Here’s the Latest on Federal Funding for Early Learning and Care for FY2020
Each year, Congress determines funding levels for all of the federal defense and non-defense discretionary programs, including those that support the care and education of children from birth through age five. Traditionally, subcommittees within the House and Senate Appropriations Committees develop their own legislation that sets funding levels for the programs within their jurisdiction, which is then taken up by the full appropriations committees, and later the full legislative body, before a negotiation process between the two chambers of Congress and ultimately the president’s signature.
RELATED: Congress Approves $260 Million Funding Increase for Federal Early Childhood Programs in FY2019
However, this year, as has happened frequently in recent years, the process is a bit different, and Congress is continuing to work toward a consensus on an FY2020 appropriations bill.
Here’s where things stand on the appropriations process for FY2020:
- On June 19, 2019, the House passed a “minibus” package, a partial government spending bill that includes substantial funding increases for many of the federal early learning and care programs. Building on historic bipartisan increases secured by Congress in recent years, the FY2020 bill passed by the House includes the following spending levels for key programs:
- $7.7 billion for the Child Care and Development Block Grant(CCDBG) program, an increase of $2.4 billion over FY2019;
- $11.6 billion for Head Start, an increase of $1.5 billion over FY2019;
- $350 million for Preschool Development Grants Birth through Five (PDG B-5), an increase of $100 million over FY 2019;
- $403.3 million for IDEA Part B, Sec. 619, an increase of $7.3 million over FY2019;
- $491 million for IDEA Part C, an increase of $12.3 million over FY2019.
- On September 18, 2019, the Senate Labor-HHS appropriations subcommittee released its proposed FY2020 appropriations bill, which has a lower spending cap than the House bill, but also includes increases for some of the federal early learning and care programs:
- $5.3 billion for CCDBG, an increase of $25 million over FY2019;
- $10.1 billion for Head Start, an increase of $50 million over FY2019;
- $250 million for PDG B-5, the same level as FY2019;
- $391 million for IDEA Part B, Sec. 619, the same level as FY2019;
- $470 million for IDEA Part C, the same level as FY2019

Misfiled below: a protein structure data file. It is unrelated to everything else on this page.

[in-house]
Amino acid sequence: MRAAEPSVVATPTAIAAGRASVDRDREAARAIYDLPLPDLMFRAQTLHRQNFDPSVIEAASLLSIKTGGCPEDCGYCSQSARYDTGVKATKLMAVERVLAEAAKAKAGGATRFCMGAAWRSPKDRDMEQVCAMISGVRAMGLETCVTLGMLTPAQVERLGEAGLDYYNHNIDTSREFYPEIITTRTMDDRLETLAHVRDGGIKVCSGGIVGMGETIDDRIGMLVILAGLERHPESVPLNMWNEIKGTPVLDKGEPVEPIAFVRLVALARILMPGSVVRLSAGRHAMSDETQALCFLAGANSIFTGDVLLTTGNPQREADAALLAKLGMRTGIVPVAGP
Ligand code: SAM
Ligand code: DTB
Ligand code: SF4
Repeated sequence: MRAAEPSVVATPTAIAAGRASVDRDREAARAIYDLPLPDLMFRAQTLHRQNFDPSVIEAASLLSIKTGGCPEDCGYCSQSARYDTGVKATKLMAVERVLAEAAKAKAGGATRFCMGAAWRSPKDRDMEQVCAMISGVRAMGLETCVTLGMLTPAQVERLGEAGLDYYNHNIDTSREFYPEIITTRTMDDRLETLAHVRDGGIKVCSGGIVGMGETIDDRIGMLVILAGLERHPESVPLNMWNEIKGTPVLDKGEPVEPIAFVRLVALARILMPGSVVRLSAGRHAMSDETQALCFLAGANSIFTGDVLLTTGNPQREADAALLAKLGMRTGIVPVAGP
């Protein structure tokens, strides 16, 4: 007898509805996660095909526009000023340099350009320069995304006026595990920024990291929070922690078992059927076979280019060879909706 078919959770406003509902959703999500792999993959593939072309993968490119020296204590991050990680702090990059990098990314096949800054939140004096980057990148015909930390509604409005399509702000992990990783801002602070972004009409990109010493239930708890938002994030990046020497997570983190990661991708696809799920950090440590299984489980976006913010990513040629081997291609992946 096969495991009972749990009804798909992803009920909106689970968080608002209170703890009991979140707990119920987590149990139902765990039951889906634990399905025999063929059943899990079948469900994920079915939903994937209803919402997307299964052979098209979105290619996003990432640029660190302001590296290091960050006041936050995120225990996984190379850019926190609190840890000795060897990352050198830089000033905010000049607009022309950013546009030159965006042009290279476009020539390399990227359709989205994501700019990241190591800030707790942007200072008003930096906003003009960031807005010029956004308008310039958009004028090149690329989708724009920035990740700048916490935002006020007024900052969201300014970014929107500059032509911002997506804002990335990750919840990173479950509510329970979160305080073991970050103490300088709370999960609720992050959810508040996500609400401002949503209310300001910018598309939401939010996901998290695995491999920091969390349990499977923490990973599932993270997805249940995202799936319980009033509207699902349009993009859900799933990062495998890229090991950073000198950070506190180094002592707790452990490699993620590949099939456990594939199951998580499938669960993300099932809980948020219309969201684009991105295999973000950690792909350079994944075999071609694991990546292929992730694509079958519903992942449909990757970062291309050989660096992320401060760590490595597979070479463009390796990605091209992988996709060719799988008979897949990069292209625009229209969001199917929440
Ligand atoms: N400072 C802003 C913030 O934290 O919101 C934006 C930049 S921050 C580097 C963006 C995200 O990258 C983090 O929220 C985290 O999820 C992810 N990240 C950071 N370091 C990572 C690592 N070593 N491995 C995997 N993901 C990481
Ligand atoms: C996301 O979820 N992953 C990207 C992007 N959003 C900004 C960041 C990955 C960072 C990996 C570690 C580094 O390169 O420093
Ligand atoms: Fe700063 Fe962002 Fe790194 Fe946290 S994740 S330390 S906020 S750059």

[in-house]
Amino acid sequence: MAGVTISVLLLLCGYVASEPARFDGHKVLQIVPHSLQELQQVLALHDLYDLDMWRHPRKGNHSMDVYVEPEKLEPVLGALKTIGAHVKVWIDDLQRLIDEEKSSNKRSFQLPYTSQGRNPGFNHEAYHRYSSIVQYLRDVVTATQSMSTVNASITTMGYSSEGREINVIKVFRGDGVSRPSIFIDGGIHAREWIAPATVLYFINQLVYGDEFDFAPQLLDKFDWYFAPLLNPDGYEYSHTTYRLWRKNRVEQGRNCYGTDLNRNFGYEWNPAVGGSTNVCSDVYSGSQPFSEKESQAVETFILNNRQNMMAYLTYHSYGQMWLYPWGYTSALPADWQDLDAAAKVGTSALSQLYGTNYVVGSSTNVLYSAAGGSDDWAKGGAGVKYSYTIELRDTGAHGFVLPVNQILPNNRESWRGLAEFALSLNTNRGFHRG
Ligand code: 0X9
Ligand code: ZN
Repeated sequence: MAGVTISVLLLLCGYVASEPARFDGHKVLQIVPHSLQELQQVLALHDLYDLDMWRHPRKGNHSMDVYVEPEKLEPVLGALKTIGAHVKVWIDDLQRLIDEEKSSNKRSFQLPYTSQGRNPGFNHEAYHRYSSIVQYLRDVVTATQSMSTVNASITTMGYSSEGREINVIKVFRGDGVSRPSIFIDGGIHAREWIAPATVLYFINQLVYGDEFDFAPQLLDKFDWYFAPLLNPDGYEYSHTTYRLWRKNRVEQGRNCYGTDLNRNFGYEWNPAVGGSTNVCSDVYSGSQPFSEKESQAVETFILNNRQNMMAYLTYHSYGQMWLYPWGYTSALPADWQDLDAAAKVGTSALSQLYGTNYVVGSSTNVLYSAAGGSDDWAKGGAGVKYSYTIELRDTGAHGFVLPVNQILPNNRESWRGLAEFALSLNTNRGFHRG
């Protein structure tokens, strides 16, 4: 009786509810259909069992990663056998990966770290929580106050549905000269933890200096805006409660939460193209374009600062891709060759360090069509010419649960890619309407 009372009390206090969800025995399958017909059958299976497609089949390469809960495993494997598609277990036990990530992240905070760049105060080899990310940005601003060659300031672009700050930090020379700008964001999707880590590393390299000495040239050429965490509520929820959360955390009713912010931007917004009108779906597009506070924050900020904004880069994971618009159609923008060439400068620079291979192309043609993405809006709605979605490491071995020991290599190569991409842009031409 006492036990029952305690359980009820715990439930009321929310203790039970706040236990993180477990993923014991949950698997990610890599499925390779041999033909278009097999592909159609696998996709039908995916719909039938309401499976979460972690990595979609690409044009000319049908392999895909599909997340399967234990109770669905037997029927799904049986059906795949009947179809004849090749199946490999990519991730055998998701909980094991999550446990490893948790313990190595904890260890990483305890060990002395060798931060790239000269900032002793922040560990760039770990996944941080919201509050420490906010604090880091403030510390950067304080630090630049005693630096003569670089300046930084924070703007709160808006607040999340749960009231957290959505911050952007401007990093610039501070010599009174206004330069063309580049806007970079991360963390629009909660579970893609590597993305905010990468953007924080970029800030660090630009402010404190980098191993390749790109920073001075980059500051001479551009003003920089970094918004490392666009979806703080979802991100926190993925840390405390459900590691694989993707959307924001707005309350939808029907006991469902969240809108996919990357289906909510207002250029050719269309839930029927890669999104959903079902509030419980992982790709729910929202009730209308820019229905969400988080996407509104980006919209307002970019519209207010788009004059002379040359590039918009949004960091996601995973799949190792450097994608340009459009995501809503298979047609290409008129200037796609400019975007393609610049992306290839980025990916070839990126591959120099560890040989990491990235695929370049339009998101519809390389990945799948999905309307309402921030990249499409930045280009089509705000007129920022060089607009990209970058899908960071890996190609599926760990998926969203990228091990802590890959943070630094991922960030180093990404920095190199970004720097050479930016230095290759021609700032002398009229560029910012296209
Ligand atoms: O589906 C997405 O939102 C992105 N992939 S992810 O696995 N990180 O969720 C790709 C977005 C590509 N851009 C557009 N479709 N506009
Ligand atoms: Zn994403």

- House and Senate leaders were unable to reach a deal before the end of the fiscal year on September 30, 2019. In order to avoid a government shutdown, lawmakers passed a “continuing resolution” to fund the government at FY2019 levels through November 21, 2019, while they continue to negotiate a final FY2020 funding bill.
Unlike many policy issues that rely on the success of one political party for their legislative success, early childhood education has made tremendous progress in Washington over the past decade regardless of which party holds power. Recent analysis released by FFYF shows major increases in funding for the primary early learning and care programs while Democrats control the White House and both chambers of Congress, while Democrats control the White House and power is split in Congress, while Democrats control the White House and Republicans control both chambers of Congress, and while Republicans control the White House and both chambers of Congress.
In September, Advisor to the President Ivanka Trump highlighted the successful bipartisan efforts in 2018 that resulted in the single largest increase in history to the federal CCDBG program.
It secured the largest ever increase (from $2.9 to $5.3 billion) in the Child Care and Development Block Grant program as a major new investment in child care affordability.
— Ivanka Trump (@IvankaTrump) September 17, 2019
We are grateful to the many bipartisan leaders who continue to be champions for early learning on Capitol Hill, having secured several funding increases in both the House and Senate bills. FFYF will continue to work with lawmakers on both sides of the aisle to ensure the federal early learning and care programs receive the greatest funding increases possible to help reach more eligible families across the country.